No emotional pain is too great when projected onto a poetics of some kind; the projection lessens your suffering, and makes it uniquely your own. So there is nobody in the world other than Nightwood’s Nora and Robin and Jenny, and there is no greater story than theirs: Jenny and her friends first met Nora and Robin, who loved each other with difficulty, at Nora’s birthday party last June. Over time, these friends became a chosen family to Nora and Robin, who were foreigners in this country. One day after Nora and Robin fell apart, Robin fell into bed with Jenny, who had counseled her through it all. And Nora became estranged from Jenny and Robin, who were loving each other in a way that finally felt right, and from Jenny’s friends, whom she adored. It disarms you. After all, Yale makes everybody feel so alone.
There is extensive literature on how to deal with family estrangement, but not so much when it concerns the collapse of a chosen family. Was it just a falling-out between a group of friends that I chose to see as something more? Perhaps the words we had for each other meant nothing beyond language itself, a courtesy of common sociality. No, I’m sure that only family could be so callous to each other, and only family members linger so long in the way you experience the world after becoming estranged. Is there ever a poetics for the loss of a subjectivity itself?
The great punchline of the joke of our generation, according to older and wiser folks, is that in our endeavor to embrace and embody our own identities, we have lost our ability to envision a collective future. This makes us less than nihilists and blinder than Keynes.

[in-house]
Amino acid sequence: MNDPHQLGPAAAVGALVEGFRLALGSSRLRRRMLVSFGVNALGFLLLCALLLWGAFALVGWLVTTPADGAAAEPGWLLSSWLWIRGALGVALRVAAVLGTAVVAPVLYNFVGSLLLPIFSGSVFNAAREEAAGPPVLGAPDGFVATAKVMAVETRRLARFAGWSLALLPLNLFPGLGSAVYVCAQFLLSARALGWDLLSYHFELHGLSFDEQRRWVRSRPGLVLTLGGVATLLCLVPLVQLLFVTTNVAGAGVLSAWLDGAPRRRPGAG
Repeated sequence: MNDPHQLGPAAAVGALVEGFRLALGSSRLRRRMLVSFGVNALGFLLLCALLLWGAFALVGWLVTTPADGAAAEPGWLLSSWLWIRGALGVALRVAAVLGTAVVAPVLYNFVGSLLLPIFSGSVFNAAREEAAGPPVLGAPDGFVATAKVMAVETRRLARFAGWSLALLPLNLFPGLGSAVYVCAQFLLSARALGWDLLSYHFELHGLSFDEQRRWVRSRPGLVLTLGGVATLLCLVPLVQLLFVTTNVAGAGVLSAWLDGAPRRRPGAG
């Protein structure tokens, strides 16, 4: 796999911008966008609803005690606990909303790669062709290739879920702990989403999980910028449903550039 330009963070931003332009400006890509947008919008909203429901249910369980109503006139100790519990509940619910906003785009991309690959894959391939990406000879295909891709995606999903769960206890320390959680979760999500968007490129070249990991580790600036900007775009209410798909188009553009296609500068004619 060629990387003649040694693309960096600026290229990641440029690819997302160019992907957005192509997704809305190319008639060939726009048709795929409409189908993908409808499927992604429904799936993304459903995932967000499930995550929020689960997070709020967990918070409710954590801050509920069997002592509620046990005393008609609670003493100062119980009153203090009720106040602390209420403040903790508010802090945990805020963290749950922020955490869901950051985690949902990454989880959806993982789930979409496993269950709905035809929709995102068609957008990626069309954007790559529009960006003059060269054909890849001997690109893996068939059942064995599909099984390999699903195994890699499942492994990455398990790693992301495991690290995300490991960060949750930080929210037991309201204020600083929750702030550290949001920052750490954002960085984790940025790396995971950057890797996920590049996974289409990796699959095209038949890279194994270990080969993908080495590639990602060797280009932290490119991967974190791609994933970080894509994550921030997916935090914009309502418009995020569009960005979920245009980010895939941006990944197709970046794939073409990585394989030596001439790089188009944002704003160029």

Some people are so estranged from themselves that they can only understand themselves by understanding others, but according to the greatest band of the twenty-first century, Car Seat Headrest, “It doesn’t have to be like this.” In fact, it could be very, very, very easy for us: as Car Seat Headrest sings, “What should I do? Eat breakfast.” My parents went to karaokes and discos when they were young. After they had me, they went to malls on weekends and watched TV at night. Now their daughter goes to Yale.
Estrangement is never not generative. Like the empty niches on the facades of Yale’s neo-Gothic buildings, we have expunged the narratives and idols that made us miserable from our spiritual center. All the famous prophets – destroyed by hippie powers – have left the room, and only bodies are left. With old idols exhumed, our bad role models are telling teenagers to put their clothes back on. Any good Hegelian would point out that this estrangement is twofold—we’ve ousted the old, but we still need to fill in the blank.
I dislike people who write poems about how they’re writing poems. The best writers write just one degree beneath reality; that is, they first show others that they understand them, and then they tell others what to do. Poetry coheres at the moment where we suspend intellect and allow images to reduce themselves to human activity. A poetics of estrangement suspends you in something that is falling apart, forces you to make a narrative and pulls you along with it, forwards forwards—you realize that you must turn your back to it, and like stupid Orpheus, stare straight into the abyss (the abyss turns out to be a beautiful woman, who stares back, and disappears. As she should).